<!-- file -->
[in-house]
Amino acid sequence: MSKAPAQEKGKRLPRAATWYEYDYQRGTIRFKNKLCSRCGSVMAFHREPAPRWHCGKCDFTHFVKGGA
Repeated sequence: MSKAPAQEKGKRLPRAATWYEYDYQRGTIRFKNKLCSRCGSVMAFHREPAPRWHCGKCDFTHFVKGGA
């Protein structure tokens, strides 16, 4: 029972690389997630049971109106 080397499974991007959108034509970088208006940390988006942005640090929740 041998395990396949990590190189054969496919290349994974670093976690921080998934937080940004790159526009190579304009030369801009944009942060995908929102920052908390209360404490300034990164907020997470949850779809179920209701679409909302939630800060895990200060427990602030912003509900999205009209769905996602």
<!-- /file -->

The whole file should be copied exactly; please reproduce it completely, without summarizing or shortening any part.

[in-house]
Amino acid sequence: MSKAPAQEKGKRLPRAATWYEYDYQRGTIRFKNKLCSRCGSVMAFHREPAPRWHCGKCDFTHFVKGGA
Repeated sequence: MSKAPAQEKGKRLPRAATWYEYDYQRGTIRFKNKLCSRCGSVMAFHREPAPRWHCGKCDFTHFVKGGA
């Protein structure tokens, strides 16, 4: 029972690389997630049971109106 080397499974991007959108034509970088208006940390988006942005640090929740 041998395990396949990590190189054969496919290349994974670093976690921080998934937080940004790159526009190579304009030369801009944009942060995908929102920052908390209360404490300034990164907020997470949850779809179920209701679409909302939630800060895990200060427990602030912003509900999205009209769905996602």